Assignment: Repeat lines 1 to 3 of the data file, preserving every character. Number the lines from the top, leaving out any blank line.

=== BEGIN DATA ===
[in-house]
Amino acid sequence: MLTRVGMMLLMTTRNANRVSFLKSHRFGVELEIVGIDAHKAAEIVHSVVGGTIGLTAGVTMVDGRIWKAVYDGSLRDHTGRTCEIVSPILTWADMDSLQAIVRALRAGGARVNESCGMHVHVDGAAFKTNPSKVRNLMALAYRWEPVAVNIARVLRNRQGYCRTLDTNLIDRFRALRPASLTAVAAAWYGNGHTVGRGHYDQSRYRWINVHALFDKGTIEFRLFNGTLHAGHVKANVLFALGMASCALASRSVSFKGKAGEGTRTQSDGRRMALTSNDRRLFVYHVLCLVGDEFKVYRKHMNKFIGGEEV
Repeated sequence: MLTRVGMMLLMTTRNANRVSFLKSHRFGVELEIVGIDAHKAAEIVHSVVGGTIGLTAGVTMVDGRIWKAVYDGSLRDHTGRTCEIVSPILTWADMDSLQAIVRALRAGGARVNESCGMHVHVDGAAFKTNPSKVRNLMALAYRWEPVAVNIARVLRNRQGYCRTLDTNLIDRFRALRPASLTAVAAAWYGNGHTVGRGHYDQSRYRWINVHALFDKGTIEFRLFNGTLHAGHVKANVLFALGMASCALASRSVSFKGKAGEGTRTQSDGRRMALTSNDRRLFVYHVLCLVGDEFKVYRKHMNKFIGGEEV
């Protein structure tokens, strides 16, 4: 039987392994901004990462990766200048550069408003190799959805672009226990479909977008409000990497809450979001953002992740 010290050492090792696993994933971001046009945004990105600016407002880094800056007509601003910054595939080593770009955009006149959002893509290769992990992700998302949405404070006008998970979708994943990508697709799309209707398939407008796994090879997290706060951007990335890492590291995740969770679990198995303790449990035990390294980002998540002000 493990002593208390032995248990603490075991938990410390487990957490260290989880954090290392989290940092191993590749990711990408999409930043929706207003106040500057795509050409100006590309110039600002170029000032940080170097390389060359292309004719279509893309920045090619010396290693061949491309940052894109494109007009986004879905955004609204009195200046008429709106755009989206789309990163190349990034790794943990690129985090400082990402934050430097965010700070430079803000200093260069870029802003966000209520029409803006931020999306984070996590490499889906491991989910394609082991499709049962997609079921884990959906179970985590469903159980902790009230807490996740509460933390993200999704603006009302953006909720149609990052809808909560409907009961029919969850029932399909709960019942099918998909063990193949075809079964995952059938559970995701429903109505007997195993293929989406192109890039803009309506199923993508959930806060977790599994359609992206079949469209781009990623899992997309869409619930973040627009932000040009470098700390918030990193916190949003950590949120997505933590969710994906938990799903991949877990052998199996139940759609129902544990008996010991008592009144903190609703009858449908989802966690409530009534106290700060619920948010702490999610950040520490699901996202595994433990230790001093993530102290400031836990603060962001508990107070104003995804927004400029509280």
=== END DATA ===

[in-house]
Amino acid sequence: MLTRVGMMLLMTTRNANRVSFLKSHRFGVELEIVGIDAHKAAEIVHSVVGGTIGLTAGVTMVDGRIWKAVYDGSLRDHTGRTCEIVSPILTWADMDSLQAIVRALRAGGARVNESCGMHVHVDGAAFKTNPSKVRNLMALAYRWEPVAVNIARVLRNRQGYCRTLDTNLIDRFRALRPASLTAVAAAWYGNGHTVGRGHYDQSRYRWINVHALFDKGTIEFRLFNGTLHAGHVKANVLFALGMASCALASRSVSFKGKAGEGTRTQSDGRRMALTSNDRRLFVYHVLCLVGDEFKVYRKHMNKFIGGEEV
Repeated sequence: MLTRVGMMLLMTTRNANRVSFLKSHRFGVELEIVGIDAHKAAEIVHSVVGGTIGLTAGVTMVDGRIWKAVYDGSLRDHTGRTCEIVSPILTWADMDSLQAIVRALRAGGARVNESCGMHVHVDGAAFKTNPSKVRNLMALAYRWEPVAVNIARVLRNRQGYCRTLDTNLIDRFRALRPASLTAVAAAWYGNGHTVGRGHYDQSRYRWINVHALFDKGTIEFRLFNGTLHAGHVKANVLFALGMASCALASRSVSFKGKAGEGTRTQSDGRRMALTSNDRRLFVYHVLCLVGDEFKVYRKHMNKFIGGEEV